I always bring a box of clear plastic wrap, which, in my own homegrown method of feminisation, I cinch tightly around my waist to heighten my hips and buttocks. And let’s not forget the little tube of glue that I use to do a makeshift facelift.
Fortunately I have gone to the bathroom before airport security to remove the breast prosthesis I am wearing. I forgot once and the alarm went off as I went through the metal detector. As the officer positioned his wand on my upper chest, I was convinced the detector would pick up something on the bra. I braced myself for being marched to a private room to remove my shirt. The fear was palpable until it turned out the wand had picked up a zipper on the rain jacket I was wearing. I was more careful after that.
At the hotel, I unpack and lay the clothing I will wear on the bed. Because I am not one to experiment in this situation, two items are almost always the same. One is a black dress with spaghetti straps that falls just above the knee, because if I know anything about myself, it’s that the legs work. They have always been thin. I can’t say the same about my arms – definite no show – so the other item is a black jacket to hide them.
I stole these clothes from Kris’s wardrobe because they are quite big and I did not think she would notice them missing. (By the time she discovered I had been ‘borrowing’ them for several years, they had been stretched so much she did not want them back anyway.) It is my go-to outfit – cute but not too formal, black because, as we all know, black makes you look thinner. I have stolen make-up over the years not only from Kris, but also from the rest of the K-troop: Kourtney, Kim and Khloé, and eventually Kendall and Kylie, because – trust me on this – there is more make-up per user in our home
I have been acting almost all my life. Imagine denying your core and soul
than any in history. Applying make-up is always intense and I sometimes think I work harder on it than I did to win the decathlon. I secretly bought how-to books since there was nobody to help me. I keep the books, along with my meagre collection of clothing, in a small locked closet in the back of my wardrobe. Kris and I have negotiated this, since she is terrified, as I am, of the kids finding something.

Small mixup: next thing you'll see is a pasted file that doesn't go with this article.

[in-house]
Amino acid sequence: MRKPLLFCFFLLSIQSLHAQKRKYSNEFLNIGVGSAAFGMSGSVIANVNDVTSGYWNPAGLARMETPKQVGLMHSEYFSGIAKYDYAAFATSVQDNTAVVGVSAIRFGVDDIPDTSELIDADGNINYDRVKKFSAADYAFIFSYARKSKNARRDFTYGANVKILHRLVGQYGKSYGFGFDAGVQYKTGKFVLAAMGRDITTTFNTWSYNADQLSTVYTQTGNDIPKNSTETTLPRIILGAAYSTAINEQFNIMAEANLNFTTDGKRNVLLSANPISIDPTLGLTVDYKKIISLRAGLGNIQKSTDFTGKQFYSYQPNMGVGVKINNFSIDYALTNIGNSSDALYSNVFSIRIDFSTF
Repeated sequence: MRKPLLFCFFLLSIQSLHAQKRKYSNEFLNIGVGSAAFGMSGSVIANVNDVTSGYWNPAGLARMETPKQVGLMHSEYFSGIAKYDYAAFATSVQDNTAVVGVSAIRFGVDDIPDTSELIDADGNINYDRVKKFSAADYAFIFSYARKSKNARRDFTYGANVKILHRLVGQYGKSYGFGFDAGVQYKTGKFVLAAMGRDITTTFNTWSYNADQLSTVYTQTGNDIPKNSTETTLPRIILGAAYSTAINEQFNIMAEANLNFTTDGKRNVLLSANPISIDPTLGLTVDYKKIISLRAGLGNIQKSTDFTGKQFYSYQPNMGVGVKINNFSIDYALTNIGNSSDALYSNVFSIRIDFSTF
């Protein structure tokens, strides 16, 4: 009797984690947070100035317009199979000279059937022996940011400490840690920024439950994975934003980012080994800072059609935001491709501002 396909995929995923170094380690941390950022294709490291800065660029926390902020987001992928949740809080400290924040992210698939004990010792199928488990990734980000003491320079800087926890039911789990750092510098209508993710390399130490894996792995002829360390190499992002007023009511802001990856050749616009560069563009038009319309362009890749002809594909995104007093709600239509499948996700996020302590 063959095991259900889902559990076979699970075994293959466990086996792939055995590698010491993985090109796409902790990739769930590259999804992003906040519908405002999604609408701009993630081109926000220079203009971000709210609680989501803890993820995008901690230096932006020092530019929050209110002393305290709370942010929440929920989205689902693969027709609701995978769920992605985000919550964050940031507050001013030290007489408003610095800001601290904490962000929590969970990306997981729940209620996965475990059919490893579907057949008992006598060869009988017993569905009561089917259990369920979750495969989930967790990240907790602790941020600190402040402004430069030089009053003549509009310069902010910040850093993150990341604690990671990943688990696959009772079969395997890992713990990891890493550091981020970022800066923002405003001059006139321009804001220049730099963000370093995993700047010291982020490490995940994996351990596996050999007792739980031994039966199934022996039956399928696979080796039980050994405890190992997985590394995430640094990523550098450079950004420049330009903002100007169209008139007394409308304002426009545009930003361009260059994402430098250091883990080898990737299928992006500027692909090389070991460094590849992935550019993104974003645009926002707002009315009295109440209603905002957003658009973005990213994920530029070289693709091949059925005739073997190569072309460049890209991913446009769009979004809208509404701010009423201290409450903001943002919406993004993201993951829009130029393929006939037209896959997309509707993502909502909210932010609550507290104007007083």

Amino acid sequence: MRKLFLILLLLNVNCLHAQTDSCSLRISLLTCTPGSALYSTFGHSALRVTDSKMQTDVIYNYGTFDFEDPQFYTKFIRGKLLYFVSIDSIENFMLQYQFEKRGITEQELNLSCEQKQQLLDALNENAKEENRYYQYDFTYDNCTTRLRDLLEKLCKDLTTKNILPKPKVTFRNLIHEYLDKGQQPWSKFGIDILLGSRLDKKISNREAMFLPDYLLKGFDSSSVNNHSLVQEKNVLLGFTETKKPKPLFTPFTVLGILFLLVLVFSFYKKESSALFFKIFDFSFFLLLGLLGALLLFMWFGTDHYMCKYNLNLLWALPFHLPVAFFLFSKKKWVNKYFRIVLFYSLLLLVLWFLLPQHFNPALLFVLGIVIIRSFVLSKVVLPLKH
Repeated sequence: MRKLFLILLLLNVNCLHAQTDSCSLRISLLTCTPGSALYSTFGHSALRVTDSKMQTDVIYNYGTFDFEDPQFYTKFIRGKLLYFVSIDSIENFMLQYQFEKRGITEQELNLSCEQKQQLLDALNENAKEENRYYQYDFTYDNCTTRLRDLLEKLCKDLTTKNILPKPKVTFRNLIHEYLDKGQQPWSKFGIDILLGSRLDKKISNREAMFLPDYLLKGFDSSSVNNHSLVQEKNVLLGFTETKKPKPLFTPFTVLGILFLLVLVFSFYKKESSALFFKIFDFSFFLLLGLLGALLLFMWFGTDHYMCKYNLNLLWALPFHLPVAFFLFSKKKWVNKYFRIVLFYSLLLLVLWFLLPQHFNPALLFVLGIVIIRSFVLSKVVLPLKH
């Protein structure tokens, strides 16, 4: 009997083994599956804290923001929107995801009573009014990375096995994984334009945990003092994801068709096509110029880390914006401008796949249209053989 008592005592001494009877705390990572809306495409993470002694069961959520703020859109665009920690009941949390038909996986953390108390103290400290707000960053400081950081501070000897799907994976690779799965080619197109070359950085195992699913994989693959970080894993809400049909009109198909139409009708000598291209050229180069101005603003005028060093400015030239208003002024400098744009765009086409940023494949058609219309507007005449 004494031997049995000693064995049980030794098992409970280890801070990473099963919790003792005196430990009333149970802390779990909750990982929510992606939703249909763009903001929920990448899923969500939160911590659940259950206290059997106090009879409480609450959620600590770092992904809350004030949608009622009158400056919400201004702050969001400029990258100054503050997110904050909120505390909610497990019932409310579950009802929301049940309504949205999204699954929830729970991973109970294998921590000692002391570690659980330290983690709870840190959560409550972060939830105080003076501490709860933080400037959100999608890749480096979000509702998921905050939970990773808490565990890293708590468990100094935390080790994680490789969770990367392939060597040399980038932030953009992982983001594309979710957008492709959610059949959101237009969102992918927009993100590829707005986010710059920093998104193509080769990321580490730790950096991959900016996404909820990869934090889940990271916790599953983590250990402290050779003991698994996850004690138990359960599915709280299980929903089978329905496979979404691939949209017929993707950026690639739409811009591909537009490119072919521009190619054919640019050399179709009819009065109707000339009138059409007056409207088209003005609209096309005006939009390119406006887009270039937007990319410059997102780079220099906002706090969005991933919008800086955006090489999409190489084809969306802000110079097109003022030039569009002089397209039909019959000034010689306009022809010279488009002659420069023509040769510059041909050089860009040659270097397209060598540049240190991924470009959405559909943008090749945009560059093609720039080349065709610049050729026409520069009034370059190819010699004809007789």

The eyes are the most important, because they are, of course, a window into the soul: get the eyes right and everything else follows. They come out fine; I am definitely improving. But sometimes I get overconfident, and here I am, ‘the world’s greatest athlete’, with my hands shaking, trying to put false eyelashes on, which only results in my getting black glue all over my eyelids.
I look at myself in the full-length mirror. I walk back and forth several times to make sure I am passable enough as a woman. I carry a handbag – Kris’s, of course, which is a little harder to borrow since she started keeping better track of her things. I leave the room. I usually take the stairs to the lobby to avoid getting stuck in the lift with other guests. But I am on a high floor and don’t want to leave looking like a mess, so I use the lift. I don’t say a word because my voice, singsong and a little high-pitched, will give me away instantly after so many years in the public spotlight. I turn my back as if I am disinterested, a stuck-up broad, and bend my knees a little to not look too tall.
I leave the lift and walk around the lobby for 20 minutes, not a very good return on investment, since it took at least an hour to get dressed. It’s exciting, and I sometimes wonder if that is my driving force. (Living with the Kardashian women is incredibly rewarding, don’t get me wrong. They are dazzling, and in several years’ time, Keeping Up With the Kardashians will draw millions of viewers worldwide. I come across in the reality show as a well-meaning but slightly doddering patriarch, who has no life of his own and is subsumed by the women who surround him ➤
➤– a totally true depiction.) I walk to the end of the lobby and then turn around and go back to the hotel room. I never linger. I never stop. I never go to the restaurant. I look for remote crevices and corners. I try to avoid eye contact as much as possible, although I am acutely aware that I am being checked out.
I am not too worried about being recognised, because even if someone thinks they see Bruce Jenner in a dress (which they did), nobody would believe it because Bruce Jenner is the last person you would ever expect to be wearing a dress. What concerns me is whether or not I am presentable. The length of the glance is the key determinant: a quick look means no big deal, it’s just another woman. A longer one worries me, the implication being, ‘What the hell is that?’ Sometimes I think I look pretty darn good. Other times I feel like a thinner version of Big Bird, standing out for the world to see and snicker at after I pass.